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  1. The Unexpected Guests: Patterns of Xenia in Callimachus' ‘Victoria Berenices’ and Petronius' Satyricon.Patricia A. Rosenmeyer - 1991 - Classical Quarterly 41 (2):403-413.
    Much of the fascination that Petronius' Satyricon holds for its readers originates in the work's gleeful violation of traditional categories of classical genres. Critical terminology makes explicit the issue of unconventionality, as it is reduced to the neutral word ‘work’ in describing the Satyricon, which, as far as we can tell, belongs to no single category, but appropriates elements from many sources in both poetry and prose. Perhaps if we had more evidence with which to compare the work, such as (...)
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  • P. Oxy. 2463: Lycophron and Callimachus.Enrico Livrea - 1989 - Classical Quarterly 39 (1):141-147.
    The present paper concludes that P. Oxy. 2463 contains remnants of a commentary on the Aitia of Callimachus. Identifying the commentary makes it possible to reconstruct the missing part of Heracles' conversation with Molorchus, confirming its place in the Victoria Berenices and settling the latter's relationship to the Aitia. The argument takes its departure from a vexed passage in Lycophron.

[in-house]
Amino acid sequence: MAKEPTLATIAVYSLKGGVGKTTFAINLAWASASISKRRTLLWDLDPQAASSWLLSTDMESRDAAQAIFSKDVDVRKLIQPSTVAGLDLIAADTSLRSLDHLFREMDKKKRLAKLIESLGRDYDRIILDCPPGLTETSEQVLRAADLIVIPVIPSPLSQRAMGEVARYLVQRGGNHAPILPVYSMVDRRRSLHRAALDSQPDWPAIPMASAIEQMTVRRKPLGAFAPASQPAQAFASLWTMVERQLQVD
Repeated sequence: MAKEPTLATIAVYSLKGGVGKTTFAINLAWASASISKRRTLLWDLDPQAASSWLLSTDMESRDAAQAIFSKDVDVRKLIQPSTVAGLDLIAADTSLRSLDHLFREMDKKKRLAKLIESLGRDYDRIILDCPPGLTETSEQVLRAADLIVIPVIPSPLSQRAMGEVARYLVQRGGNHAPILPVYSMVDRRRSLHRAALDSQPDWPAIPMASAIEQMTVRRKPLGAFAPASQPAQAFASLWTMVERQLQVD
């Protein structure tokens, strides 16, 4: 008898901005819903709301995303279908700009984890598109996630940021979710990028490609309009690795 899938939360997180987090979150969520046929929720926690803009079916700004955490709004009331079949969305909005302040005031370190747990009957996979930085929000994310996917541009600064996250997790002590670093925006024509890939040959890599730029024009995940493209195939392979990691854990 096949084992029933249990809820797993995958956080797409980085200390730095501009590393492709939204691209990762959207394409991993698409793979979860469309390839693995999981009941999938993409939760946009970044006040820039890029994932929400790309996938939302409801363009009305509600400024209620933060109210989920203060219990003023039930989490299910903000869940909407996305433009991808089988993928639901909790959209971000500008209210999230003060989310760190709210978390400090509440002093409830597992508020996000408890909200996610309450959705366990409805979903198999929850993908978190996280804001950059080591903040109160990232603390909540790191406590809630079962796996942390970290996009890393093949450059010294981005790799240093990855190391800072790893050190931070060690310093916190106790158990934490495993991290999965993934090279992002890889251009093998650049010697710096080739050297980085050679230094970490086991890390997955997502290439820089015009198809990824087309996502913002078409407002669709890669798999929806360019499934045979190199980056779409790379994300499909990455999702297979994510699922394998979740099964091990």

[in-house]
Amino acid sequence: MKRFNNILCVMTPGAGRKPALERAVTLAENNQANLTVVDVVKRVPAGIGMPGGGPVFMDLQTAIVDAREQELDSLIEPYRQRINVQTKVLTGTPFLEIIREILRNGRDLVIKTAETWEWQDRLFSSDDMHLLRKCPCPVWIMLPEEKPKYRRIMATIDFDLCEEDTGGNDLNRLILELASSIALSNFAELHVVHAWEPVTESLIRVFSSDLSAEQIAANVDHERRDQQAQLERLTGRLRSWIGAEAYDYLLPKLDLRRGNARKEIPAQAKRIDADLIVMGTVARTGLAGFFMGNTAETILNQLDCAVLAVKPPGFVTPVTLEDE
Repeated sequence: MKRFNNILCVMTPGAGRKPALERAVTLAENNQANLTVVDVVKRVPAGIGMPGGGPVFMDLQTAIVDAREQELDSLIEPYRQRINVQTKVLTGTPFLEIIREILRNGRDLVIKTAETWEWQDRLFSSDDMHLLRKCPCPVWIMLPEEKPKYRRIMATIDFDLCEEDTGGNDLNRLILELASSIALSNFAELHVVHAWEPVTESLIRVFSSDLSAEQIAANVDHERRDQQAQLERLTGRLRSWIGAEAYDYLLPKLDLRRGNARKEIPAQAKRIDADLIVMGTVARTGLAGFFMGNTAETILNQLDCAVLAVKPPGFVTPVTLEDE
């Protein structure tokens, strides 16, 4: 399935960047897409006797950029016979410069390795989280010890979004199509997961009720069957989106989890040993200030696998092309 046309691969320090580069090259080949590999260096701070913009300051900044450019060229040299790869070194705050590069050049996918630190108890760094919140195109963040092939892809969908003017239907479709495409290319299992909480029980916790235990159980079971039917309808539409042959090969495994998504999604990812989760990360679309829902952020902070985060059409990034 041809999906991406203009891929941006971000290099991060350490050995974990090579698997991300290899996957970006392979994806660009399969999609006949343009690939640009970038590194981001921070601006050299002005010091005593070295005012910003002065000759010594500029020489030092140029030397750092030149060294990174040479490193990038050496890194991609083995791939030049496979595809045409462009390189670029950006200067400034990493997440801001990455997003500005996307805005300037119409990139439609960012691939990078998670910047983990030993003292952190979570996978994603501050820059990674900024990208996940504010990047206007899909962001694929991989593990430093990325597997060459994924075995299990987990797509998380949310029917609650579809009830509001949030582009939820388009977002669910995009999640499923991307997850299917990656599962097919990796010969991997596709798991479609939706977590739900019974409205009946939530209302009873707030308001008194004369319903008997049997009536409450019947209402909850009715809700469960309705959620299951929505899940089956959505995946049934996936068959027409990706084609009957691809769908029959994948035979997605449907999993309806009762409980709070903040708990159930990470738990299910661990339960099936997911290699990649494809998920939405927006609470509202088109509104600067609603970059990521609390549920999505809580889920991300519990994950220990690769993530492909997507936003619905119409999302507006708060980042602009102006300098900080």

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  • A Cold Reception in Callimachus' Victoria Berenices.Patricia Rosenmeyer - 1993 - Classical Quarterly 43 (1):206-214.
    Callimachus' Victoria Berenices has received a good deal of scholarly attention since its first publication in 1976, both from textual critics, attempting to clarify uncertain readings, and from specialists in Latin poetry, eager to trace allusions to Callimachus in Vergil, Statius, or Ovid. While the search for Callimachean influence on the later texts has proved quite fruitful, it opens up the possibility of reading certain issues inappropriately backwards into the Hellenistic material. The discovery of parallels may lead to an assumption (...)
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